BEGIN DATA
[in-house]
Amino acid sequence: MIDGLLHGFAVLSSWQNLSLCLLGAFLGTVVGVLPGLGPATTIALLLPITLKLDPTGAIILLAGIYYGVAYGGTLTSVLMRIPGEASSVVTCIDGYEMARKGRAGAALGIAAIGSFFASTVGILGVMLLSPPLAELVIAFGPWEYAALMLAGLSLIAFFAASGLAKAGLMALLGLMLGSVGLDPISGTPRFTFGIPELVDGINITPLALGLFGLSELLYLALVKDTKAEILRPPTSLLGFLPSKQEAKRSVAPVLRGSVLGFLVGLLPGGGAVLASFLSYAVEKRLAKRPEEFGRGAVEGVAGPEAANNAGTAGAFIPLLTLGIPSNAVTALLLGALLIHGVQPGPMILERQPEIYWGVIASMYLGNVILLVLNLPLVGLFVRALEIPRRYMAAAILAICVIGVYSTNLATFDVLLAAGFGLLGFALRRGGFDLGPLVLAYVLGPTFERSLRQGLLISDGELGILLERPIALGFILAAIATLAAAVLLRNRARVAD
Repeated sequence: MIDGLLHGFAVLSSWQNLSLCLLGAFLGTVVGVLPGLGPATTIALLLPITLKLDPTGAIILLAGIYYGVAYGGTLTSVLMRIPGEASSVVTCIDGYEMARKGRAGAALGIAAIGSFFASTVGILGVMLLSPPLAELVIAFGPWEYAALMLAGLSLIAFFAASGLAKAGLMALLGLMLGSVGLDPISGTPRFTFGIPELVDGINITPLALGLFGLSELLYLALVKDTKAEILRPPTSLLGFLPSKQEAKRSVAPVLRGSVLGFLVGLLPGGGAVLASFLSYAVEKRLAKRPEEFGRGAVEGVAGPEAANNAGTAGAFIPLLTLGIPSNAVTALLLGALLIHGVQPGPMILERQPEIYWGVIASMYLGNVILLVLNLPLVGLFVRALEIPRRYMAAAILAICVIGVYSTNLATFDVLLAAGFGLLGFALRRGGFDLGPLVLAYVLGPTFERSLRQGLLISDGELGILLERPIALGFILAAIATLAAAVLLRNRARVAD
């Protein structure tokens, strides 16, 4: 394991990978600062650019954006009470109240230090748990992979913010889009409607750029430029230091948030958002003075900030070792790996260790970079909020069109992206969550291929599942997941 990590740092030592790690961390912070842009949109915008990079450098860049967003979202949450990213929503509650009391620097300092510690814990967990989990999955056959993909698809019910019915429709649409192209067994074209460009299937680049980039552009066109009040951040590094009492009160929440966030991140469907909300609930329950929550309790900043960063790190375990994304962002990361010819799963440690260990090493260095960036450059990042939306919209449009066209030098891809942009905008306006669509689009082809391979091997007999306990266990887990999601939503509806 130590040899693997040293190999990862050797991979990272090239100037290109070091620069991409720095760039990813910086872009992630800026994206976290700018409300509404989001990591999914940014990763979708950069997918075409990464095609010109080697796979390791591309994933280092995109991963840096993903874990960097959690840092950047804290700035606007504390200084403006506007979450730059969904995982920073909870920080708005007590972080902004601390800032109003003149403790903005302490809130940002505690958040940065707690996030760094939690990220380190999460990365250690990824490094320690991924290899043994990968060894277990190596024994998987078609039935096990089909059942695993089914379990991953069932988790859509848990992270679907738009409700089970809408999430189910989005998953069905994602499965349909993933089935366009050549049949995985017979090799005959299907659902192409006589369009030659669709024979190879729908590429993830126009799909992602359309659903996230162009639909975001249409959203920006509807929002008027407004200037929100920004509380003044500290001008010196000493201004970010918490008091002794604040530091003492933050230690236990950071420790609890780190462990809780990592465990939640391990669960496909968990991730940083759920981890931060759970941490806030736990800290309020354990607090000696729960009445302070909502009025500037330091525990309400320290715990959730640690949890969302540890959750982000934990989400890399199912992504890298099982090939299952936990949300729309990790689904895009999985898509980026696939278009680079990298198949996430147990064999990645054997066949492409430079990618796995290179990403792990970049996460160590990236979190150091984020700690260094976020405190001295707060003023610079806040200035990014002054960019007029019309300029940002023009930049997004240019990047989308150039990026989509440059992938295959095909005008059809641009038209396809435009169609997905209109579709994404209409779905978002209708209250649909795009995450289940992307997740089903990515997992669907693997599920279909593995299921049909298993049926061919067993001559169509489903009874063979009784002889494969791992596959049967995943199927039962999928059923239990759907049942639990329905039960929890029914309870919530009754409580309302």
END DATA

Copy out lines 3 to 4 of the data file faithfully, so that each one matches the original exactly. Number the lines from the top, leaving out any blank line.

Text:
Repeated sequence: MIDGLLHGFAVLSSWQNLSLCLLGAFLGTVVGVLPGLGPATTIALLLPITLKLDPTGAIILLAGIYYGVAYGGTLTSVLMRIPGEASSVVTCIDGYEMARKGRAGAALGIAAIGSFFASTVGILGVMLLSPPLAELVIAFGPWEYAALMLAGLSLIAFFAASGLAKAGLMALLGLMLGSVGLDPISGTPRFTFGIPELVDGINITPLALGLFGLSELLYLALVKDTKAEILRPPTSLLGFLPSKQEAKRSVAPVLRGSVLGFLVGLLPGGGAVLASFLSYAVEKRLAKRPEEFGRGAVEGVAGPEAANNAGTAGAFIPLLTLGIPSNAVTALLLGALLIHGVQPGPMILERQPEIYWGVIASMYLGNVILLVLNLPLVGLFVRALEIPRRYMAAAILAICVIGVYSTNLATFDVLLAAGFGLLGFALRRGGFDLGPLVLAYVLGPTFERSLRQGLLISDGELGILLERPIALGFILAAIATLAAAVLLRNRARVAD
């Protein structure tokens, strides 16, 4: 394991990978600062650019954006009470109240230090748990992979913010889009409607750029430029230091948030958002003075900030070792790996260790970079909020069109992206969550291929599942997941 990590740092030592790690961390912070842009949109915008990079450098860049967003979202949450990213929503509650009391620097300092510690814990967990989990999955056959993909698809019910019915429709649409192209067994074209460009299937680049980039552009066109009040951040590094009492009160929440966030991140469907909300609930329950929550309790900043960063790190375990994304962002990361010819799963440690260990090493260095960036450059990042939306919209449009066209030098891809942009905008306006669509689009082809391979091997007999306990266990887990999601939503509806 130590040899693997040293190999990862050797991979990272090239100037290109070091620069991409720095760039990813910086872009992630800026994206976290700018409300509404989001990591999914940014990763979708950069997918075409990464095609010109080697796979390791591309994933280092995109991963840096993903874990960097959690840092950047804290700035606007504390200084403006506007979450730059969904995982920073909870920080708005007590972080902004601390800032109003003149403790903005302490809130940002505690958040940065707690996030760094939690990220380190999460990365250690990824490094320690991924290899043994990968060894277990190596024994998987078609039935096990089909059942695993089914379990991953069932988790859509848990992270679907738009409700089970809408999430189910989005998953069905994602499965349909993933089935366009050549049949995985017979090799005959299907659902192409006589369009030659669709024979190879729908590429993830126009799909992602359309659903996230162009639909975001249409959203920006509807929002008027407004200037929100920004509380003044500290001008010196000493201004970010918490008091002794604040530091003492933050230690236990950071420790609890780190462990809780990592465990939640391990669960496909968990991730940083759920981890931060759970941490806030736990800290309020354990607090000696729960009445302070909502009025500037330091525990309400320290715990959730640690949890969302540890959750982000934990989400890399199912992504890298099982090939299952936990949300729309990790689904895009999985898509980026696939278009680079990298198949996430147990064999990645054997066949492409430079990618796995290179990403792990970049996460160590990236979190150091984020700690260094976020405190001295707060003023610079806040200035990014002054960019007029019309300029940002023009930049997004240019990047989308150039990026989509440059992938295959095909005008059809641009038209396809435009169609997905209109579709994404209409779905978002209708209250649909795009995450289940992307997740089903990515997992669907693997599920279909593995299921049909298993049926061919067993001559169509489903009874063979009784002889494969791992596959049967995943199927039962999928059923239990759907049942639990329905039960929890029914309870919530009754409580309302």